Human Nature and the Purpose of Existence

If you rank the opinions that famous Christians held of human nature from high to low, Luther's opinion would be at the very bottom of the scale (along with Augustine's and John Calvin's). For Luther, human nature was created good by God, but has been totally corrupted by sin. It is not merely that we lack the will power to do what we know is right, although that is certainly true. But our senses and our reason are also corrupted, and so our judgment of right and wrong is also unreliable. There are Christians who have held that God would not give laws in the Bible (the Ten Commandments, for example), and publish us for violating them, if it were not possible for us to fulfill them successfully. Pelagius was one such Christian, and in a different sense Roman Catholics and Methodists have made a similar case. (They would at least make human ability dependent on the gift of forgiveness and additional outpourings of divine grace.) Luther would have none of it. The first role of the law in the Bible was to convict us, to make us realize we were incapable of fulfilling it, to break down our trust in our own abilities. (Luther did not associate the law with the Old Testament and the promise with the New Testament. He had a more dynamic view of law and gospel. Depending on your context, any biblical text, either Old Testament or New Testament, could count as law if it convicted you of your own inabilities, or as gospel, if it reassured you of God's forgiveness.)

This low view of corrupted, sinful human nature applied, for Luther, not just to the damned, but also to the saved. Those chosen by God for forgiveness are no better than those chosen for damnation-they remain sinners, but forgiven ones.

For Luther what was at stake was divine omnipotence. Any amount of self-reliance for salvation takes away from the power and glory of God, and our reliance on God. This often makes modern people uncomfortable, because it runs against our assumptions about humans as agents creating to some extent their own lives and history, and against our assumptions about responsibility. But it is critical to understanding the Reformation that this is precisely the message that struck people as a great relief. Luther was confident that if his salvation rested in his own hands he would probably fail. He was much better off if it rested completely in God's hands. One factor in the rapid spread of the Reformation is that, in a time of religious unease, many Europeans agreed with him.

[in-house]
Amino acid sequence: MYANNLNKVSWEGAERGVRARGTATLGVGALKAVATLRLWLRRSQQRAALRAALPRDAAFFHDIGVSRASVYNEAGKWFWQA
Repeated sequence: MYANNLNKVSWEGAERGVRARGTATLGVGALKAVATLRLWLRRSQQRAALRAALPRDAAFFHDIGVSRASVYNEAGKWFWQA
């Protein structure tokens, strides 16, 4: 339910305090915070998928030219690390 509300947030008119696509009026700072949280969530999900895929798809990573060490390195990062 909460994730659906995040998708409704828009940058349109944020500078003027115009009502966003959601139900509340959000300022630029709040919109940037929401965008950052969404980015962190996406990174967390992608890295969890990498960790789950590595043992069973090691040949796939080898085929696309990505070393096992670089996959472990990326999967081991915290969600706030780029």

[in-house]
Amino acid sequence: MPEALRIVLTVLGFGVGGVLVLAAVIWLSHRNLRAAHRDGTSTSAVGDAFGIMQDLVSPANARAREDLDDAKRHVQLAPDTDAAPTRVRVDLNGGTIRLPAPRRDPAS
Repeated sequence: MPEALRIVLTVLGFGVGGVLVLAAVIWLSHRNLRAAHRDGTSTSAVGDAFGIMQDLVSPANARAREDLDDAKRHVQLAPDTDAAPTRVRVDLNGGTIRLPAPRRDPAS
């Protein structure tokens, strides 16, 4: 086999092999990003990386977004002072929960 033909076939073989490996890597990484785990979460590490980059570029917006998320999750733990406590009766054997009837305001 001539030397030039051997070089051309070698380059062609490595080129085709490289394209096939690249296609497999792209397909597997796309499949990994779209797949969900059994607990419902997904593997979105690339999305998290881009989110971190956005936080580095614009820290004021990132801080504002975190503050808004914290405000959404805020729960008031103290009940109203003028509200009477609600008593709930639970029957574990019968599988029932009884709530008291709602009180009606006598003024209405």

The purpose of existence for Lutherans, as for most Christians, is to glorify God and to live in God's presence, not separated from God. This is true in this life, but especially true in the life to come, where the goal is to live eternally in heaven. Since God cannot tolerate sin, those who die without the forgiveness for sin will not be able to enter heaven.

Because of his low opinion of human nature, Luther did not believe it was possible for humans to become entirely sinless, or earn enough merit to outweigh original or specific sins. Luther used the analogy of medieval marriage law here. Couples entering marriage in Luther's day took possession of each other's property (in other words they could use it as though it were their own), but in cases of death or divorce their property remained their own. This is different than most modern marriage law, in which property is shared, goes to the surviving spouse at death, and is divided upon divorce (barring a pre-nuptial agreement). Faith, for Luther, was like a marriage in which believers take possession of Christ's property, which is righteousness, and Christ takes possession of their property, which is sin. But this is, in a sense, a legal fiction: the sin is still the property of the faithful, and the righteousness is still the property of Christ. Christ's sacrifice covers or hides or forgives our sin, but does not cleanse it. In this way God relates to us as though we were as righteous as Christ, and this is the goal of our existence.

Back to Religion Library